The Health Divide: Black people feel left out of weight-loss drug craze

Published on
June 3, 2024

Weight-loss drugs like Wegovy and Ozempic have rapidly surged in popularity, but the benefits aren’t being distributed equally, reports Anissa Durham in a Word In Black-STAT collaboration.

“Many Black Americans … worry that their community is being left behind,” Durham writes.

These medications not only cause weight loss, they can also improve health in other ways, such as by lowering risk for stroke and heart attack.

But several factors impede Black access. People in minority groups are less likely to be prescribed these drugs than whites.

“I think the conversation is definitely missing in the Black community,” said Dr. Fatima Cody Stanford, an obesity specialist at Massachusetts General Hospital. Patients may be unaware that the medicines cause side effects and must be taken long-term for any weight loss to last.

Even for those in the know, access can be challenging. High demand has created shortages, with some patients waiting months to fill prescriptions.

And the sticker price, without insurance, is nearly $1,000 for a one-month supply.

“If you don’t have insurance or good insurance, it’s going to be more challenging to access it,” said Jonathan Gustave, an Orlando man who has Type 2 diabetes but has had difficulty filling his Ozempic prescription.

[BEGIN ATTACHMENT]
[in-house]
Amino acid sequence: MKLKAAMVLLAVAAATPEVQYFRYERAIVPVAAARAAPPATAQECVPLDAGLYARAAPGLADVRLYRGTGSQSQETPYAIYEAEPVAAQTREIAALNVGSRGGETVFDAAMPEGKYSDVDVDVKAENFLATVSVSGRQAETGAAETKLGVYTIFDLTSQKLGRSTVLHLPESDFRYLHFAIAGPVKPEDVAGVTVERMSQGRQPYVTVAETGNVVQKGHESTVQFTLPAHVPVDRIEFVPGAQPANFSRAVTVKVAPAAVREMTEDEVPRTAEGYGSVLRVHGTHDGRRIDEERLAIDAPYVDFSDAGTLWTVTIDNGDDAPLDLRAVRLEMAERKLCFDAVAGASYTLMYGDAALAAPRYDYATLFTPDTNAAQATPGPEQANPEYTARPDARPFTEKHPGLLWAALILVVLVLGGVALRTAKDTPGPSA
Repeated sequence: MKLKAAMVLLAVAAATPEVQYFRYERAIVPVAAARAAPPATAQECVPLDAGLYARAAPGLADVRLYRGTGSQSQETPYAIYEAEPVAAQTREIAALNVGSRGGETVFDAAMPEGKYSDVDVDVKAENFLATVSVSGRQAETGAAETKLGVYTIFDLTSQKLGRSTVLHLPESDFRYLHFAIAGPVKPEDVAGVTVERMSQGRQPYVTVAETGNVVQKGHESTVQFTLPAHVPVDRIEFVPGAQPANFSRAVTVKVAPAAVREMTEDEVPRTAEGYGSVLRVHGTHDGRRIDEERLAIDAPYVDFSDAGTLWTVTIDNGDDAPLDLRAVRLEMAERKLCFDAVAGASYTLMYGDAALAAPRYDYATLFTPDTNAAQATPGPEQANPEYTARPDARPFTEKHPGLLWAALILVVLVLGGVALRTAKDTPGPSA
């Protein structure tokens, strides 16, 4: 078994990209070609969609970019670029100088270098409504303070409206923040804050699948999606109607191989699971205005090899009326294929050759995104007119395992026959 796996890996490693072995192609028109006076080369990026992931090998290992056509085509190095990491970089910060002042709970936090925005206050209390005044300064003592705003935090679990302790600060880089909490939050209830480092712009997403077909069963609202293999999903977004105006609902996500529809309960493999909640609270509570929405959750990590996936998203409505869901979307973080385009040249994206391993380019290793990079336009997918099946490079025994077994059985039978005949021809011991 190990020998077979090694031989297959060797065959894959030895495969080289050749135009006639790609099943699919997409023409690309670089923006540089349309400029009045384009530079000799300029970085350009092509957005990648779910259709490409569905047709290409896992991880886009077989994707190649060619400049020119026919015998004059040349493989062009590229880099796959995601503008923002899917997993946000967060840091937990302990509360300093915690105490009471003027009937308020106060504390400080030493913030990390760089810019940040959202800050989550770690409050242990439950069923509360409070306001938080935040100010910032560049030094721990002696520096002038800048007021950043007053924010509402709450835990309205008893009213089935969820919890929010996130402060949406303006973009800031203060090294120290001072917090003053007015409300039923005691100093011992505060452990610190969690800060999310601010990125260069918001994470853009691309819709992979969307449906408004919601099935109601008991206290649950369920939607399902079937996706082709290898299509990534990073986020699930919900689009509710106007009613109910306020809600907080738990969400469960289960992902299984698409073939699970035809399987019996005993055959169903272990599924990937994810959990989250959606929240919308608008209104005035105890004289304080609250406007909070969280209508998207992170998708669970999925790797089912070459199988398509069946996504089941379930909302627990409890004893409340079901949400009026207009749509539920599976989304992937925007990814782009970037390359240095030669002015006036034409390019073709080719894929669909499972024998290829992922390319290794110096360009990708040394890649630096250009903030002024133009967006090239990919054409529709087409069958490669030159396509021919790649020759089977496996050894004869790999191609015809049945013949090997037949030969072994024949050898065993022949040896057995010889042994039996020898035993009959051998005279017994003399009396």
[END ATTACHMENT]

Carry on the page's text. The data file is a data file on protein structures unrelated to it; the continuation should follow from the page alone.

The need in the Black community is great: Non-Hispanic Black Americans have the nation’s highest rates of obesity. Black Americans, along with American Indians and Native Alaskans, have the highest rates of diabetes as well.

And social factors, such as lack of access to stores that sell fresh food and calorie-heavy church luncheons, can also contribute to weight gain in Black communities, Durham reports.

Black people with obesity face a double bias due to both race and weight, Durham notes, and Black women deal with even more body image distortion than Black men.

That bias persists even in the doctor’s office, where clinicians spend less time with patients who have obesity and are more likely to attribute health problems to their weight.

For example, Durham interviewed more than a dozen Black people about weight, and two women mentioned delays in diagnosing polycystic ovary syndrome, which can cause weight gain.

Yet the access to the new medications is not on par with the need in the Black community.

“If I could just get Ozempic, you have no idea, I’d take it in a heartbeat,” said Michel Hobson, a 67-year-old Texan with Type 2 diabetes. But the costs, she said, are well beyond her reach.

Black Americans less likely to join residential care communities

There’s a stark divide between white and Black Americans who need help with daily living, according to a joint AP News-CNHI News investigation.

White people who need assistance, such as in-home dialysis, are most likely to enter residential care communities, such as assisted living. These create community and prevent isolation while allowing some continued independence.